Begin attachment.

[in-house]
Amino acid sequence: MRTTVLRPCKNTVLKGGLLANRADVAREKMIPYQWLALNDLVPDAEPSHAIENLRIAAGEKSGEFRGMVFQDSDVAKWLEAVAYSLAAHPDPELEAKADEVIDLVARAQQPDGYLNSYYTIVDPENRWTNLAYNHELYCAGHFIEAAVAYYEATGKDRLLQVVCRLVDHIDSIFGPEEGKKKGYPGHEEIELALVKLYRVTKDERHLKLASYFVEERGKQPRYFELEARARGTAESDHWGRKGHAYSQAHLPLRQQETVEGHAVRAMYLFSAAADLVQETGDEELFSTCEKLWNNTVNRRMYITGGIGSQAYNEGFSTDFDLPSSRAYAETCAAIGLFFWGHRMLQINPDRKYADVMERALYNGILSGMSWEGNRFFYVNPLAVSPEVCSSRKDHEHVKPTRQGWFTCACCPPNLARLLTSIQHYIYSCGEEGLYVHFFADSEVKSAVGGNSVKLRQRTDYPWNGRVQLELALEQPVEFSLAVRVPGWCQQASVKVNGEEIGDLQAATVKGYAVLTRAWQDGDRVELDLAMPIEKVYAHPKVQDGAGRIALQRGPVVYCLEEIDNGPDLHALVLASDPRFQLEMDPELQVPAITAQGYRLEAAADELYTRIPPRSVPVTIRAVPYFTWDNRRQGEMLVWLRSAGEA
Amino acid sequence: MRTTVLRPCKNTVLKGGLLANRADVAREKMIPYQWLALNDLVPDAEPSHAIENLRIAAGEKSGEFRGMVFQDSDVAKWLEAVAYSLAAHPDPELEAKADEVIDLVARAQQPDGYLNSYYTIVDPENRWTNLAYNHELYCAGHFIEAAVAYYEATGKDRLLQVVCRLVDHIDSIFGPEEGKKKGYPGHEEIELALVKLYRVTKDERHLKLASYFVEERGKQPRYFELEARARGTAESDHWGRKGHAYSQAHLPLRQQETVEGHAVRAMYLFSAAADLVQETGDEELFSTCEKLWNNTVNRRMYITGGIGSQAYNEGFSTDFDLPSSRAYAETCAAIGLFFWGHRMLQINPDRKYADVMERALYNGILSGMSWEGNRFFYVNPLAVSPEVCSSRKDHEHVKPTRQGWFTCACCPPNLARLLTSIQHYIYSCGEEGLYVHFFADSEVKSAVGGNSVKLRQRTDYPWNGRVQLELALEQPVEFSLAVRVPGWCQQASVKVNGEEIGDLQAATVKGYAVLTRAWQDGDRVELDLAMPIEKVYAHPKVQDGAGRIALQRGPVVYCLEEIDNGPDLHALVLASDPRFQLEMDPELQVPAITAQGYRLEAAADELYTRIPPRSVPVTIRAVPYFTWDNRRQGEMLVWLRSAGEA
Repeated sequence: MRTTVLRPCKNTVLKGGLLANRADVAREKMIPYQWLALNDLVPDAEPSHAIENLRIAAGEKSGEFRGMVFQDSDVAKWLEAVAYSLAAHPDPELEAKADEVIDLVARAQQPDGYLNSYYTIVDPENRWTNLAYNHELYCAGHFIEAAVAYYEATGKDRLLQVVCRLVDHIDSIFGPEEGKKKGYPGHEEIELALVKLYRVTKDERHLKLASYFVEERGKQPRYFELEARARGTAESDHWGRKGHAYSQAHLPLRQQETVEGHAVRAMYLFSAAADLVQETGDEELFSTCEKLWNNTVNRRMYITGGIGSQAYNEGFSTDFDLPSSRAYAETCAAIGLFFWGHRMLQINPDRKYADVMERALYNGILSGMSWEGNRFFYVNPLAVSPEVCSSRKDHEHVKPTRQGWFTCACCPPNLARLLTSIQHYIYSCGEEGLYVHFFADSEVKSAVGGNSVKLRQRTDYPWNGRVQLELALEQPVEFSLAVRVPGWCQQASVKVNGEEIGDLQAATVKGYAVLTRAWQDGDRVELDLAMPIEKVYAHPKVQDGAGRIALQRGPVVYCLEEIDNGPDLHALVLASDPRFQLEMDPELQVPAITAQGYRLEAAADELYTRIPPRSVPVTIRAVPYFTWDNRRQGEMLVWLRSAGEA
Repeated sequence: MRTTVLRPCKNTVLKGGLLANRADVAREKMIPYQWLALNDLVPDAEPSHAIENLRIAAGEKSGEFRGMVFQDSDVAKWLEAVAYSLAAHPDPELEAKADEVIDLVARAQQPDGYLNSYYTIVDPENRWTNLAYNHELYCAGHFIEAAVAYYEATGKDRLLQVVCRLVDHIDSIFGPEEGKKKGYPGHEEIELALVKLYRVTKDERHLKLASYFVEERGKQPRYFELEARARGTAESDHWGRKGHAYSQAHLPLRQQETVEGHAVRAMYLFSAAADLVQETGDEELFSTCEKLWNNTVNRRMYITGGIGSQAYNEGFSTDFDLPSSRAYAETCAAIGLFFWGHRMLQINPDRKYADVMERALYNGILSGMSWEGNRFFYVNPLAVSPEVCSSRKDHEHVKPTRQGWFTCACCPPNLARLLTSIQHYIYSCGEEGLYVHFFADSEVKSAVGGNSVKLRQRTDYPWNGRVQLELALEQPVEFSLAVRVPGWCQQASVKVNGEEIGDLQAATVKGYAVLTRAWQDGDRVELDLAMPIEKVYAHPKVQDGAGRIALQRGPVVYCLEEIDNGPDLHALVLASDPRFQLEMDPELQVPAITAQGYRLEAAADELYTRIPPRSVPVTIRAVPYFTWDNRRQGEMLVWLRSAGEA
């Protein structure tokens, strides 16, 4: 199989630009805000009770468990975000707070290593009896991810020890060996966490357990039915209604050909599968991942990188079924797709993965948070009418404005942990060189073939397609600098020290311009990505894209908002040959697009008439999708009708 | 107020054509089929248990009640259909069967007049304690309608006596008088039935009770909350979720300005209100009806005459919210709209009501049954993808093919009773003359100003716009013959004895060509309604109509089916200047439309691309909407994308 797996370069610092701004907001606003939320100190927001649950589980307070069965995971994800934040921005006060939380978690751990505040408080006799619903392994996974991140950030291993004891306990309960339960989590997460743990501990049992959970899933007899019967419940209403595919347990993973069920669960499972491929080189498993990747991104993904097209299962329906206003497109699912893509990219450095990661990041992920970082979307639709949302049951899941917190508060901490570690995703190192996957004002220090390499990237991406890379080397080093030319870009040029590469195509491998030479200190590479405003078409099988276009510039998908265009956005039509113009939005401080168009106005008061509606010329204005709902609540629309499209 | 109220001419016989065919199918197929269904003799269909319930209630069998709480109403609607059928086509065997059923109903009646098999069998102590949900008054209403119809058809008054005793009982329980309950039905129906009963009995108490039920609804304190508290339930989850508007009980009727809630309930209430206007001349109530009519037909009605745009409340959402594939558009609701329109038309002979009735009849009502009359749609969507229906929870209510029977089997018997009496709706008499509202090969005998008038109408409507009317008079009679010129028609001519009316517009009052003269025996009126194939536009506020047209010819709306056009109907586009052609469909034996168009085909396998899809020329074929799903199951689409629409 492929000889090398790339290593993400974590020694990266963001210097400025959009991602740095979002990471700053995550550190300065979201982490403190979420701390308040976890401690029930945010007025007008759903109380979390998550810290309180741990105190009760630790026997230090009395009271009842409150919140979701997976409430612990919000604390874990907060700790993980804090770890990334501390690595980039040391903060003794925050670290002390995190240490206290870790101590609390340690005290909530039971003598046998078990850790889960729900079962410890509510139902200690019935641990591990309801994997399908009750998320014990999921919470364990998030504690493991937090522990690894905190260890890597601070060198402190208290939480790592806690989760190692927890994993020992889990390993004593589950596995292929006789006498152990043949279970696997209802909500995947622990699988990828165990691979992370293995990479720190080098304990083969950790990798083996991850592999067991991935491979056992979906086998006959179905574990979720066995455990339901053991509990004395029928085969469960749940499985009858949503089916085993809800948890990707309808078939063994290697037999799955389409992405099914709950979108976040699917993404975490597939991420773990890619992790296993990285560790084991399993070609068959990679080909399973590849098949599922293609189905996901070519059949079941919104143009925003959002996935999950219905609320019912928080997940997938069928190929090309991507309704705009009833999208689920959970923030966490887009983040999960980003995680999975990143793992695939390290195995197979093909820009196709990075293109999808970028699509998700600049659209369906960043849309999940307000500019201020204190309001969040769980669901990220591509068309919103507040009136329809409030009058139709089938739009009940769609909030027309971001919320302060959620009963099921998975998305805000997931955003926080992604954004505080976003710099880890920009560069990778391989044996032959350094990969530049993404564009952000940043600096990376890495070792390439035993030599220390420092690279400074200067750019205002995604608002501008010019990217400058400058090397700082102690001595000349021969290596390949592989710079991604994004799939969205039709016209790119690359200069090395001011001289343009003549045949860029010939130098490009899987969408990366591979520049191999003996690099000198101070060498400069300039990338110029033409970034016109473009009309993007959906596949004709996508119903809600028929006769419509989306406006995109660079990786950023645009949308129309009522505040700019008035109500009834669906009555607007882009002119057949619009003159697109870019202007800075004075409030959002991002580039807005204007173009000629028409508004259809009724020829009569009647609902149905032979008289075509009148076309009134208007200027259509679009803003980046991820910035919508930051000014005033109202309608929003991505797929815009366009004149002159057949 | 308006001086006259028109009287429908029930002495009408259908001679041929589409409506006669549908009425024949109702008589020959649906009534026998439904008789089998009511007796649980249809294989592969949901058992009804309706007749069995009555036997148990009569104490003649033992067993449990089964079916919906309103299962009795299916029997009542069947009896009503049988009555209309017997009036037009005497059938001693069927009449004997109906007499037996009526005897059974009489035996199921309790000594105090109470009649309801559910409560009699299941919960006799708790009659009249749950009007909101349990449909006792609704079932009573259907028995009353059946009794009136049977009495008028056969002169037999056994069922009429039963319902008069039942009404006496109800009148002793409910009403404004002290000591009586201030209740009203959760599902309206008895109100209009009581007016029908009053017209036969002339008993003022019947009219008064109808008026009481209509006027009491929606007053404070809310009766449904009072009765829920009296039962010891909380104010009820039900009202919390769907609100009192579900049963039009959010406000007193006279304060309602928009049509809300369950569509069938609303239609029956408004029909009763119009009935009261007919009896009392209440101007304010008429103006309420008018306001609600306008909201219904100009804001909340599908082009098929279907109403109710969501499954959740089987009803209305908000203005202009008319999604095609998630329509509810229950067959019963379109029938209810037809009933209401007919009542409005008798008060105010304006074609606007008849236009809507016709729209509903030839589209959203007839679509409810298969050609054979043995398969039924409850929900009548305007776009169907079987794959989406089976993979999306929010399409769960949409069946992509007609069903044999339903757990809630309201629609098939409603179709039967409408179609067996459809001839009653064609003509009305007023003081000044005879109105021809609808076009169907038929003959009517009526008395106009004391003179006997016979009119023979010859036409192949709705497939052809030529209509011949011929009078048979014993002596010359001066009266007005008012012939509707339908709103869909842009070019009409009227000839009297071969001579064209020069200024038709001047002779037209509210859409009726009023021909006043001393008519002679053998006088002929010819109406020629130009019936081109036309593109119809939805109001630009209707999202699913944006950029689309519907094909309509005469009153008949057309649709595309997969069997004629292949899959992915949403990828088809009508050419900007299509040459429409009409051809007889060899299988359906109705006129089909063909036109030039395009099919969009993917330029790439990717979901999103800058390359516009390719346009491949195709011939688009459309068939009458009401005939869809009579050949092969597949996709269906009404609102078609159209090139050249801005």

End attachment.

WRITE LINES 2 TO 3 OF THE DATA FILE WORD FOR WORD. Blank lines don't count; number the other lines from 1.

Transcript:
Amino acid sequence: MRTTVLRPCKNTVLKGGLLANRADVAREKMIPYQWLALNDLVPDAEPSHAIENLRIAAGEKSGEFRGMVFQDSDVAKWLEAVAYSLAAHPDPELEAKADEVIDLVARAQQPDGYLNSYYTIVDPENRWTNLAYNHELYCAGHFIEAAVAYYEATGKDRLLQVVCRLVDHIDSIFGPEEGKKKGYPGHEEIELALVKLYRVTKDERHLKLASYFVEERGKQPRYFELEARARGTAESDHWGRKGHAYSQAHLPLRQQETVEGHAVRAMYLFSAAADLVQETGDEELFSTCEKLWNNTVNRRMYITGGIGSQAYNEGFSTDFDLPSSRAYAETCAAIGLFFWGHRMLQINPDRKYADVMERALYNGILSGMSWEGNRFFYVNPLAVSPEVCSSRKDHEHVKPTRQGWFTCACCPPNLARLLTSIQHYIYSCGEEGLYVHFFADSEVKSAVGGNSVKLRQRTDYPWNGRVQLELALEQPVEFSLAVRVPGWCQQASVKVNGEEIGDLQAATVKGYAVLTRAWQDGDRVELDLAMPIEKVYAHPKVQDGAGRIALQRGPVVYCLEEIDNGPDLHALVLASDPRFQLEMDPELQVPAITAQGYRLEAAADELYTRIPPRSVPVTIRAVPYFTWDNRRQGEMLVWLRSAGEA
Amino acid sequence: MRTTVLRPCKNTVLKGGLLANRADVAREKMIPYQWLALNDLVPDAEPSHAIENLRIAAGEKSGEFRGMVFQDSDVAKWLEAVAYSLAAHPDPELEAKADEVIDLVARAQQPDGYLNSYYTIVDPENRWTNLAYNHELYCAGHFIEAAVAYYEATGKDRLLQVVCRLVDHIDSIFGPEEGKKKGYPGHEEIELALVKLYRVTKDERHLKLASYFVEERGKQPRYFELEARARGTAESDHWGRKGHAYSQAHLPLRQQETVEGHAVRAMYLFSAAADLVQETGDEELFSTCEKLWNNTVNRRMYITGGIGSQAYNEGFSTDFDLPSSRAYAETCAAIGLFFWGHRMLQINPDRKYADVMERALYNGILSGMSWEGNRFFYVNPLAVSPEVCSSRKDHEHVKPTRQGWFTCACCPPNLARLLTSIQHYIYSCGEEGLYVHFFADSEVKSAVGGNSVKLRQRTDYPWNGRVQLELALEQPVEFSLAVRVPGWCQQASVKVNGEEIGDLQAATVKGYAVLTRAWQDGDRVELDLAMPIEKVYAHPKVQDGAGRIALQRGPVVYCLEEIDNGPDLHALVLASDPRFQLEMDPELQVPAITAQGYRLEAAADELYTRIPPRSVPVTIRAVPYFTWDNRRQGEMLVWLRSAGEA